|US8154804||Mar 25, 2009||Apr 10, 2012||E-Vision Smart Optics, Inc.||Electro-optic lenses for correction of higher order aberrations|
|US8174695||Jul 23, 2009||May 8, 2012||The United States Of America As Represented By The Administrator Of The National Aeronautics And Space Administration||Arrayed micro-ring spectrometer system and method of use|
|US8197063||Jan 13, 2011||Jun 12, 2012||Pixeloptics, Inc.||Refractive-diffractive multifocal lens|
|US8215770||Jul 10, 2012||E-A Ophthalmics||Ophthalmic dynamic aperture|
|US8308295||Nov 13, 2012||Pixeloptics, Inc.||Multifocal lens having a progressive optical power region and discontinuity|
|US8317321||Jul 2, 2008||Nov 27, 2012||Pixeloptics, Inc.||Multifocal lens with a diffractive optical power region|
|US8333470||Dec 18, 2012||E-Vision Llc||Electro-active opthalmic lens having an optical power blending region|
|US8337014||Jul 12, 2010||Dec 25, 2012||Pixeloptics, Inc.||Electronic eyeglass frame|
|US8408699||Apr 2, 2013||Pixeloptics, Inc.||Electro-active spectacle lenses|
|US8434865||Nov 12, 2012||May 7, 2013||Pixeloptics, Inc.||Multifocal lens having a progressive optical power region and a discontinuity|
|US8641191||Jul 7, 2011||Feb 4, 2014||E-Vision, Llc||Static progressive surface region in optical communication with a dynamic optic|
|US8662665||Jun 4, 2012||Mar 4, 2014||Pixeloptics, Inc.||Refractive-diffractive multifocal lens|
|US8708483||Dec 24, 2012||Apr 29, 2014||Pixeloptics, Inc.||Electronic eyeglass frame|
|US8727531||Dec 17, 2012||May 20, 2014||E-Vision, Llc||Electro-active opthalmic lens having an optical power blending region|
|US8778022||Oct 28, 2005||Jul 15, 2014||E-Vision Smart Optics Inc.||Electro-active intraocular lenses|
|US8885139 *||Jan 18, 2006||Nov 11, 2014||Johnson & Johnson Vision Care||Adaptive electro-active lens with variable focal length|
|US8915588||Feb 27, 2013||Dec 23, 2014||E-Vision Smart Optics, Inc.||Eyewear including a heads up display|
|US8931896||Feb 27, 2013||Jan 13, 2015||E-Vision Smart Optics Inc.||Eyewear including a docking station|
|US9028062||Dec 16, 2013||May 12, 2015||Mitsui Chemicals, Inc.||Electronic eyeglass frame|
|US9033494||Oct 29, 2010||May 19, 2015||Mitsui Chemicals, Inc.||Multifocal lens having a progressive optical power region and a discontinuity|
|US9122083||Jan 7, 2013||Sep 1, 2015||E-Vision Smart Optics, Inc.||Eyewear docking station and electronic module|
|US9124796||Feb 27, 2013||Sep 1, 2015||E-Vision Smart Optics, Inc.||Eyewear including a remote control camera|
|US9155614||Jan 22, 2008||Oct 13, 2015||E-Vision Smart Optics, Inc.||Flexible dynamic electro-active lens|
|US9280020||Jun 17, 2010||Mar 8, 2016||Kent State University||Tunable electrode-optic liquid crystal lenses having resistive bridges and methods for forming the lenses|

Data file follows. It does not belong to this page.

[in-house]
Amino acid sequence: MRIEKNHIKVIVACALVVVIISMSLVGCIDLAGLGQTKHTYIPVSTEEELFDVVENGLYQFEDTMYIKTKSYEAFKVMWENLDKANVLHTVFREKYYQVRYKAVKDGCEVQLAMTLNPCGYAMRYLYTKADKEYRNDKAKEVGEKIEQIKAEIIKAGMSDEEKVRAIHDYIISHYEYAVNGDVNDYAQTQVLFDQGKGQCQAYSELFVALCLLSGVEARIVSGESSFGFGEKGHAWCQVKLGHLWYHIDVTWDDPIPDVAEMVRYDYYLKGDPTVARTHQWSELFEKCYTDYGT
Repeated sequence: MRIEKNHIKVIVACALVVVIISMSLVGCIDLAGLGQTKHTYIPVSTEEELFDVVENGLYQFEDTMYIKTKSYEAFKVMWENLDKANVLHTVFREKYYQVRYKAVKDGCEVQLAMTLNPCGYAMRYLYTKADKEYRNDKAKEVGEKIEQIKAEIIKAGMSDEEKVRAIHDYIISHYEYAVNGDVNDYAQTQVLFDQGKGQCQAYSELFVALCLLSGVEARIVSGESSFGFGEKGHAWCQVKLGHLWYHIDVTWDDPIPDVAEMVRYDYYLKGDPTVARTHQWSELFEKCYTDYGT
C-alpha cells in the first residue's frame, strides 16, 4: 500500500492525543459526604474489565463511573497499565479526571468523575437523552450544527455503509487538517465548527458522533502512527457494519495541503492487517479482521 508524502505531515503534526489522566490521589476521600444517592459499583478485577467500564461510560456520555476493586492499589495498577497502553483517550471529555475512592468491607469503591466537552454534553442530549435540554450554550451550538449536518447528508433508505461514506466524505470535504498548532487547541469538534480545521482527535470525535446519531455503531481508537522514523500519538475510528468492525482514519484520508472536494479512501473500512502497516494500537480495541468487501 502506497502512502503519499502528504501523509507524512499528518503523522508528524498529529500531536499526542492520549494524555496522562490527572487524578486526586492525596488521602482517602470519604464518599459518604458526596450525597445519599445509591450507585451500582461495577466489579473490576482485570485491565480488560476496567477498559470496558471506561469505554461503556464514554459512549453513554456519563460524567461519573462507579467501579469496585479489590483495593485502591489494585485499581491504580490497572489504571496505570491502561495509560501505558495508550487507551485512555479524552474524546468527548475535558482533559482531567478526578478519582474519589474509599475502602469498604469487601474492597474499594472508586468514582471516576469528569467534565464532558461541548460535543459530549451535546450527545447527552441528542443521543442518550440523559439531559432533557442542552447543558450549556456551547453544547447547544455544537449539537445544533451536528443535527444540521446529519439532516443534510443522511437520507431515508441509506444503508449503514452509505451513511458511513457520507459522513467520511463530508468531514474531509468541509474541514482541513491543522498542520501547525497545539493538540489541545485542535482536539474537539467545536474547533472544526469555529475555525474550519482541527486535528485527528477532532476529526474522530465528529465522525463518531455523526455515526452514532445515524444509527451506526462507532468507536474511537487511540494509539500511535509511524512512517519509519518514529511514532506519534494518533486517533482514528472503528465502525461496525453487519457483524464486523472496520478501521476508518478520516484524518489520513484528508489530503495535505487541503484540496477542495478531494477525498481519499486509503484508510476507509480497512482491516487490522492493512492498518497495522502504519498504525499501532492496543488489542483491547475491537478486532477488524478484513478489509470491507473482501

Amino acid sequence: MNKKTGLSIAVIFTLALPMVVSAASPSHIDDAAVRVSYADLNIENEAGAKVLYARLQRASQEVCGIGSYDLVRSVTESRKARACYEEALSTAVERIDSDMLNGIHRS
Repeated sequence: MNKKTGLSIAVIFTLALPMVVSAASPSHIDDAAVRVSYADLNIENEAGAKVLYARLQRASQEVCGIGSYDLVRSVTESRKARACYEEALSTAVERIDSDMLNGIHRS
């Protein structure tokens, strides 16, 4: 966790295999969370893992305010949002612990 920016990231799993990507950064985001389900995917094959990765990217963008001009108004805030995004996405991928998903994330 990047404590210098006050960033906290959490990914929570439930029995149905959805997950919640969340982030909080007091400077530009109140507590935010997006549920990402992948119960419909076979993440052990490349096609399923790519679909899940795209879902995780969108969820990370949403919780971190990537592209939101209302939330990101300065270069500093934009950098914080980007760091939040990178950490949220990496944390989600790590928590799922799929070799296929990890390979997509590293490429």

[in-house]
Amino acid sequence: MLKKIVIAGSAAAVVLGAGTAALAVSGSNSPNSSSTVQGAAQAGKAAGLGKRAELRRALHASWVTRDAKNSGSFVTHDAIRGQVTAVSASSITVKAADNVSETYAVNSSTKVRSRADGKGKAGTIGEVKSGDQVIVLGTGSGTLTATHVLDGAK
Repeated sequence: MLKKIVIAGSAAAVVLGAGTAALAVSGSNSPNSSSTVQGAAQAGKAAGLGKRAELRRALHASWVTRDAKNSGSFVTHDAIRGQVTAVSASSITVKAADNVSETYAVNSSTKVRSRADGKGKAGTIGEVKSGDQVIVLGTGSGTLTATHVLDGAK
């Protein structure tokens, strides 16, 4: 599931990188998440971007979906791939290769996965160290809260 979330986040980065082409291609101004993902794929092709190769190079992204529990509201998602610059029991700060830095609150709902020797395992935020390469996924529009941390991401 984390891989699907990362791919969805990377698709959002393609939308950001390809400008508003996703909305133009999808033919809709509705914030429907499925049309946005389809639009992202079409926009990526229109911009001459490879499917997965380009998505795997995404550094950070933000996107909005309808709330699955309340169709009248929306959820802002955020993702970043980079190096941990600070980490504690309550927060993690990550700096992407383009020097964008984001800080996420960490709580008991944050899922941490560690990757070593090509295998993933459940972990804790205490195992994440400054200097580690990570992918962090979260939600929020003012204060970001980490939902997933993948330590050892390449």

|US9323101||Oct 4, 2013||Apr 26, 2016||E-Vision Smart Optics, Inc.||Electro-active opthalmic lens having an optical power blending region|
|US9323113||May 23, 2013||Apr 26, 2016||Kent State University||Tunable electro-optic liquid crystal lenses having resistive bridges and methods for forming the lenses|
|US20030164922 *||Mar 1, 2002||Sep 4, 2003||Robins Mark N.||Diffractive focusing using multiple selectively light opaque elements|
|US20040001246 *||Jun 27, 2002||Jan 1, 2004||Albu Lucian R.||Electrically configurable photonic crystal|
|US20040223113 *||Jun 9, 2004||Nov 11, 2004||Blum Ronald D.||Hybrid electro-active lens|
|US20050017925 *||Aug 9, 2004||Jan 27, 2005||Birdwell William A.||Dynamic diffractive optical transform|
|US20050140924 *||Jan 6, 2005||Jun 30, 2005||E-Vision, Llc||Electro-active multi-focal spectacle lens|
|US20050237485 *||Apr 19, 2005||Oct 27, 2005||Blum Ronald D||Method and apparatus for correcting vision|
|US20050270481 *||Feb 22, 2005||Dec 8, 2005||E-Vision, L.L.C.||Electro-optic lens with integrated components|
|US20060028728 *||Aug 6, 2004||Feb 9, 2006||Ming Li||Fresnel zone plate based on elastic materials|
|US20060092340 *||Oct 31, 2005||May 4, 2006||Blum Ronald D||Electro-active spectacles and method of fabricating same|
|US20060095128 *||Oct 28, 2005||May 4, 2006||Blum Ronald D||Electro-active intraocular lenses|
|US20060098164 *||Dec 20, 2005||May 11, 2006||E-Vision, Llc||Electro-optic lens with integrated components for varying refractive properties|
|US20060126698 *||Jan 9, 2006||Jun 15, 2006||E-Vision, Llc||Method of manufacturing an electro-active lens|
|US20060139570 *||Jan 23, 2006||Jun 29, 2006||E-Vision, Llc||Ophthalmic spectacle lens for correcting non-conventional refractive error|
|US20060164593 *||Jan 18, 2006||Jul 27, 2006||Nasser Peyghambarian||Adaptive electro-active lens with variable focal length|
|US20060256457 *||Apr 19, 2006||Nov 16, 2006||Funai Electric Co., Ltd.||Variable-shape mirror and optical pickup device therewith|
|US20070052920 *||Nov 13, 2006||Mar 8, 2007||Stewart Wilber C||Electro-active ophthalmic lens having an optical power blending region|
|US20070159562 *||Jan 9, 2007||Jul 12, 2007||Haddock Joshua N||Device and method for manufacturing an electro-active spectacle lens involving a mechanically flexible integration insert|